Mexico has detained nearly 400 Central American migrants who were travelling through the south of the country trying to reach the US border, officials say.
Monday's operation in Chiapas state targeted a group of some 3,000 migrants which included small children.
It is said to be the largest single raid on people travelling in so-called caravans. Officials say those detained had refused to apply for visas.
Mexico is under pressure from the US to stem the flow of people heading north.
There has been a huge increase in men, women and children fleeing El Salvador, Honduras and Guatemala, the three countries where most of those seeking asylum on the US-Mexico border come from.
President Donald Trump again threatened to close the border if Mexico did not do more to stop the undocumented migrants.
Mexican immigration authorities targeted people at the start and end of the group on a road near the town of Pijijiapan, forcing migrants into police vehicles as children cried.
The migrants who managed to escape hid in hills and took refuge at nearby shelters and churches.
"They waited until we were resting and fell upon us, grabbing children and women," Arturo Hernández, a 59-year-old farmer from Comayagua, Honduras, who fled with his grandson, told AP news agency.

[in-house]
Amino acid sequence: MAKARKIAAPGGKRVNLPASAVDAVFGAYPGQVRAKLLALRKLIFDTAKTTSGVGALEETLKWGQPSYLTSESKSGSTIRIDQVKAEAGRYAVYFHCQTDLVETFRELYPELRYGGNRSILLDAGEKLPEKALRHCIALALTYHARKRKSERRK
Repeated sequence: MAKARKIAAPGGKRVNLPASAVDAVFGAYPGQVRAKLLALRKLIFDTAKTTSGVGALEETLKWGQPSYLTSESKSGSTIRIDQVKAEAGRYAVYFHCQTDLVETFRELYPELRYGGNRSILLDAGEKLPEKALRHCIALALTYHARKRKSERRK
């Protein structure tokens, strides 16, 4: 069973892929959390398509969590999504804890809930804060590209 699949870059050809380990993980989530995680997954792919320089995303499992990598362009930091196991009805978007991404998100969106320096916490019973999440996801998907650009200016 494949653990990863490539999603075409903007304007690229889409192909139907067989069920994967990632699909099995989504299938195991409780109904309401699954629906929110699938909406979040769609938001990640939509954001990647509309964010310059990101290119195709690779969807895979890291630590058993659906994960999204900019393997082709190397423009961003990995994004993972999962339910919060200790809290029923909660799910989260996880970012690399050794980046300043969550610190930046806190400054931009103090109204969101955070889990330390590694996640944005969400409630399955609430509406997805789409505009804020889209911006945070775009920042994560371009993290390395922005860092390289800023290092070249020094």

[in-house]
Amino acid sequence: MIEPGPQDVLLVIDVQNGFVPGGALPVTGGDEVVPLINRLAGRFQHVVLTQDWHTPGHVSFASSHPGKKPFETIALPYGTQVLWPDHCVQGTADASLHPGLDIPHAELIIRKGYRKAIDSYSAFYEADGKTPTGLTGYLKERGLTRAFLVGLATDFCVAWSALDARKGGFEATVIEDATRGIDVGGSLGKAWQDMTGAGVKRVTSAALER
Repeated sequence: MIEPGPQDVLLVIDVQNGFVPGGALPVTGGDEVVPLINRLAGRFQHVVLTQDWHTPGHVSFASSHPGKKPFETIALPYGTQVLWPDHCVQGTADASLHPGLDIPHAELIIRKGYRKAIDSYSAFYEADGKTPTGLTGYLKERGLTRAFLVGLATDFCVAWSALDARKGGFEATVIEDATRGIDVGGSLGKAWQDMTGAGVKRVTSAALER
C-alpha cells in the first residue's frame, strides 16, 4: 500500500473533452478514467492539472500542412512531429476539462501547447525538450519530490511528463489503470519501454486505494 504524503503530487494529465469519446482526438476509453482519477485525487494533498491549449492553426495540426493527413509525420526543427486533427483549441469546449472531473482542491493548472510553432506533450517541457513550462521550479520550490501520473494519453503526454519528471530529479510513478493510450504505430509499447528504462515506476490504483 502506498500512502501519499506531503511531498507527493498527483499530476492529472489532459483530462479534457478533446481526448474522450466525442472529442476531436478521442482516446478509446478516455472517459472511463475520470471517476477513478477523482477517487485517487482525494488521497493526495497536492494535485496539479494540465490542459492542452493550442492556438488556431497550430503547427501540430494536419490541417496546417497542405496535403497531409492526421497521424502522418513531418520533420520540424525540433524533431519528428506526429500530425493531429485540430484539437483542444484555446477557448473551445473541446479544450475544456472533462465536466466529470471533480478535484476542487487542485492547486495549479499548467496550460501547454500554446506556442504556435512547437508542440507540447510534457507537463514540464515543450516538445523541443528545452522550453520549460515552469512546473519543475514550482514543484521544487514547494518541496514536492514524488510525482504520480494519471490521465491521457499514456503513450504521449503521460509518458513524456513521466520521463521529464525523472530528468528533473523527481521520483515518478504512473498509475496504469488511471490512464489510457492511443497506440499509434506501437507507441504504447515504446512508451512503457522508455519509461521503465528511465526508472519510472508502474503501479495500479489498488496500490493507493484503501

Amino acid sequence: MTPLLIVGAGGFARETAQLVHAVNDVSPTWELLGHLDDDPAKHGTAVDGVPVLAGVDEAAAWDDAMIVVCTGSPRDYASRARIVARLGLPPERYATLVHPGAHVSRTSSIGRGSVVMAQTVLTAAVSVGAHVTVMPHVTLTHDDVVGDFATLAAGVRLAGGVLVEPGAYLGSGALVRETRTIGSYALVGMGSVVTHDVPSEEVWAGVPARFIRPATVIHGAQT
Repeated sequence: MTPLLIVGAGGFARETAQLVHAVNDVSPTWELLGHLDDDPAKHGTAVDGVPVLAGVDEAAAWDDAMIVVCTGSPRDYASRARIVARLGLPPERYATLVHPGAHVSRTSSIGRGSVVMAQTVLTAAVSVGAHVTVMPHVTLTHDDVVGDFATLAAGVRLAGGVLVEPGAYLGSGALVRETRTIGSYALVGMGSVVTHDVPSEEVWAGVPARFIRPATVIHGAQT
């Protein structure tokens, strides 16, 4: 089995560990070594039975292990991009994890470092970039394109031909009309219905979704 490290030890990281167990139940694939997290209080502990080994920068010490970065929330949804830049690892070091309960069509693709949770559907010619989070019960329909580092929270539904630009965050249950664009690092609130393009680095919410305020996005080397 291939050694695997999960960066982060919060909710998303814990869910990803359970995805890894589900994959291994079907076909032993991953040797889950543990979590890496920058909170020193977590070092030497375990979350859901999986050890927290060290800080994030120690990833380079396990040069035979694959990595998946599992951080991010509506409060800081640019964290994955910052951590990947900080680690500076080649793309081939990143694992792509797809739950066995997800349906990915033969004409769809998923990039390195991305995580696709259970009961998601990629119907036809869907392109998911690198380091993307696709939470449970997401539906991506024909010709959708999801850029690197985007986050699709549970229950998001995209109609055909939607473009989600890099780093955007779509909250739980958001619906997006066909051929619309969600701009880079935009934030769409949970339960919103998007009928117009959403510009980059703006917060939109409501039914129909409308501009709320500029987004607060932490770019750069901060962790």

"There are people still lost up in the woods. The woods are very dangerous."
Those detained were sent to an immigration station in the nearby city of Tapachula, but it was not clear whether they would be deported.
Also speaking to AP, Denis Aguilar, a factory union leader from San Pedro Sula, Honduras, said this was a "planned ambush" to break up the caravan.
"They grabbed the children... the strollers are abandoned there."
President Andrés Manuel López Obrador said his government was not giving migrants "free passage" not just out of "legal concerns but for questions of safety".
The authorities, he added, were trying to break up the work of human traffickers who are allegedly charging migrants to take them to the US border.
Interior Secretary Olga Sánchez Cordero said the detained migrants, most of them from Honduras, had refused to register for a visa which would have allowed them to stay in southern Mexico.
What is the situation?
Many of the migrants say they are fleeing persecution, violence and poverty in their countries. Since last year, they have been travelling in large groups, often in their thousands, towards the US border.
They see it as a safer and cheaper alternative to paying large sums to people smugglers, known as "coyotes".
But many small Mexican towns in their route, once receptive, have become hostile to them as the caravans are seen as a burden to government resources and often a source of trouble.
Amid a surge in the numbers of migrants arriving in Mexico, Mr López Obrador's government has limited the number of people who are given humanitarian visas and tried to contain them in the south of country, sometimes in overcrowded immigration facilities.
Additionally, the number of deportations has also increased. Official data says more than 15,000 people were returned in the last 30 days.
Meanwhile, the US government has limited the number of people allowed to apply for asylum each day and many are being forced to wait on the Mexican side of the border.
Others are being returned to Mexico as they wait for their cases to be processed.